Marc Anthony Speech Analysis
At the scene of his friend Julius Caesar (who reigned as a dictator from October 49BC till March 15, 44BC) lying dead at his feet, Mark Anthony promises to himself that his injustice death cause by the daggers of his conspirators such as Brutus who Caesar once called friends would not be forgotten and he would avenge Caesars death. This unforgettable promise was made in the play Julius Caesar written by the English play writer William Shakespeare. He portrays the character of Mark Anthony, a man who will seek revenge by persuading massive crowds with his magnificent oratory and psychological skills such as making the crowd see all the positive impact that Caesar did and using his will. These skills will bring the turning point and downfall of Brutus and the rest of the conspirators without them seeing it coming. Before starting his speech he promised the conspirators to make them look like heroes, and through-out the speech March Anthony makes them think he is on their side when in reality he is in the other side. Through-out the speech he reuses the word “honorable men” after describing an achievement of Caesar. This led the crowd to think and discover the sarcasm behind it. He then tenses the situation using more rhetorical terms which lead up to the ending of the speech. At the end of the speech Marc Anthony uses the word “traitors” to excite the crowd for revenge and let the conspirators know in which team he really is in. As mention before Marc Anthony uses different rhetorical questions to sway the crowd. He speaks of Caesars greatness defending him from Brutus statements, “Hath told you he was ambitious.” He then explains everything he did do overthrow the meaning of Brutus statement. During the second part Marc Anthony begins to tease the crowd using the will of Julius. As he restrains himself from reading it due to the cause of his unfair death it grows the need for revenge in the crowd more. In conclusion Anthony was a great man who did everything that was needed to get what he wanted and went more than beyond to reach for it.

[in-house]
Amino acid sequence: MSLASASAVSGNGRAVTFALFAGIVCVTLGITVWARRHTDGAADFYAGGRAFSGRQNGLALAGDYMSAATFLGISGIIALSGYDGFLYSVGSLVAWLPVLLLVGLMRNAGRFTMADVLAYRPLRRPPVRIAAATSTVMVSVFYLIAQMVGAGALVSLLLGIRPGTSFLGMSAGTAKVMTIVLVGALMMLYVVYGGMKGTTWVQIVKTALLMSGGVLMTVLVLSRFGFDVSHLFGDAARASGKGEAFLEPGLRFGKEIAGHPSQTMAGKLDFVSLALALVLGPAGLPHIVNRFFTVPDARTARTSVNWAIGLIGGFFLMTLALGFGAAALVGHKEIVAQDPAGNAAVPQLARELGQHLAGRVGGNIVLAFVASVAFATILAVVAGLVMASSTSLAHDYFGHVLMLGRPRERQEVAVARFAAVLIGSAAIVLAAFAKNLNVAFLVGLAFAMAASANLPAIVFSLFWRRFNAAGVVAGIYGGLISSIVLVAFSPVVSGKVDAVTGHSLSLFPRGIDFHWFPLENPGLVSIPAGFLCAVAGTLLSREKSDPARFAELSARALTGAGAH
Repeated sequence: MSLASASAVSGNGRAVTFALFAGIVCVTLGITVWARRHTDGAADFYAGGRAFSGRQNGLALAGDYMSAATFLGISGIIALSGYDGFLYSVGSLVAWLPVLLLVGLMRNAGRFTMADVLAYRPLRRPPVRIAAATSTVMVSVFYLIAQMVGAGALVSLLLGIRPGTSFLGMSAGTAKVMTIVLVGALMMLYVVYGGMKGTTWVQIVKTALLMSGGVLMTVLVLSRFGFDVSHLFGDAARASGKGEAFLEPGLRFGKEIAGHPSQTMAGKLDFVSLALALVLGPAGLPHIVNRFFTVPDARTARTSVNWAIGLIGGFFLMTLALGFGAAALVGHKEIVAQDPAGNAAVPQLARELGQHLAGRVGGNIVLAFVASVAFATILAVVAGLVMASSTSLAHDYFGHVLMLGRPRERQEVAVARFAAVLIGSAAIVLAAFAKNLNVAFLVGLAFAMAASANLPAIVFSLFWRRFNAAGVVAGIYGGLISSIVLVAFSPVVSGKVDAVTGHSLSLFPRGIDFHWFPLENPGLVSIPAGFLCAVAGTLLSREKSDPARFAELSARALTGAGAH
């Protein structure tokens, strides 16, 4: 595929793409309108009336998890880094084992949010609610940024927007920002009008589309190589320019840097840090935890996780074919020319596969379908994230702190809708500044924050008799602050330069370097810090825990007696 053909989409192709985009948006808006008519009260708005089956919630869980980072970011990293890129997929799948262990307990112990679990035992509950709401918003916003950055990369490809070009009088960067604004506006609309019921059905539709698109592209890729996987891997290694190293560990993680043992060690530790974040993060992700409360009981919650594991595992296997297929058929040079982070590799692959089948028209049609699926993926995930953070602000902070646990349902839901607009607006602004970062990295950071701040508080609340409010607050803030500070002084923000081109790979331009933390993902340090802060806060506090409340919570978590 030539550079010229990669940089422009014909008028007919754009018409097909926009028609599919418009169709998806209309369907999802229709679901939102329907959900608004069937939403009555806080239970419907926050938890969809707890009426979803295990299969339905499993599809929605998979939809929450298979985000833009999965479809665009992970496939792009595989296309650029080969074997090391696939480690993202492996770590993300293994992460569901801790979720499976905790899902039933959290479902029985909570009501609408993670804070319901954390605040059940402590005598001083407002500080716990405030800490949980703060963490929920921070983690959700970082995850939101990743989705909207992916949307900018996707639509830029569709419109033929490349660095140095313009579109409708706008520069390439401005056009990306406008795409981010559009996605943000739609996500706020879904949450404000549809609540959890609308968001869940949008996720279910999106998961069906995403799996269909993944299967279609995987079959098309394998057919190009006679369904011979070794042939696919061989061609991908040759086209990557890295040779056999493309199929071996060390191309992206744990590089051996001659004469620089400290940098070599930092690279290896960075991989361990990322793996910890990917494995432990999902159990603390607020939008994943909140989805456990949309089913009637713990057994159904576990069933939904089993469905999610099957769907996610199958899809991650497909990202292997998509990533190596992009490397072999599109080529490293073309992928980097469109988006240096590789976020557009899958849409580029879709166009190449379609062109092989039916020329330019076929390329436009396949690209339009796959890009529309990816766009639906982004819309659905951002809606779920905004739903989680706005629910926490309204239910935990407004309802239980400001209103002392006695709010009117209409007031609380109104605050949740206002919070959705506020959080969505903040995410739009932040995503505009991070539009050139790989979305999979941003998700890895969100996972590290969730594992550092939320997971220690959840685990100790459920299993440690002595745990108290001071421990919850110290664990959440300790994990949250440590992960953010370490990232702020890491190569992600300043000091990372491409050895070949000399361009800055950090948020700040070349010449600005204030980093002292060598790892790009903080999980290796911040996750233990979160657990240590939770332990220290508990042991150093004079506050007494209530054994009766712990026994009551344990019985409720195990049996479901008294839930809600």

Russia and Japan defied the pattern of nineteenth-century European domination. By 1914, they launched significant industrialization and accomplished other changes that preserved their independence. Both achieved economic autonomy and were able to join in the imperialist scramble. There were differences between the two. Japan displayed more political flexibility than did Russia. Change in Russia increased internal strains and led to revolution. Japan, through its reforms, pulled away from the rest of east Asia; Russia continued expanding its influence in eastern Europe and central Asia. Among the characteristics common to the two nations in their maintenance of independence was their prior experience of cultural imitation, Japan from China and Russia from Byzantium and the West. They were able to learn without destroying their own cultures. Both also had improved their political effectiveness during the seventeenth and eighteenth centuries, a situation allowing the state to sponsor change.Russia's Reforms and Industrial Advance. Russia moved into an active period of social and political reform in 1861 that established the base for industrialization by the 1890s. Immense social strain resulted as the government attempted to remain autocratic.Russia before Reform. The French Revolution and Napoleon's invasion of 1812 produced a backlash in Russia against Westernization. Conservative intellectuals embraced the turn to isolation as a way of vaunting Russian values and institutions, including serfdom. Some intellectuals remained fascinated with Western developments in politics, science, and culture. When Western-oriented army officers fomented the Decembrist revolt of 1825, Tsar Nicholas I repressed opposition. As a consequence, Russia escaped the European revolutions of 1830 and 1848. Russia continued its territorial...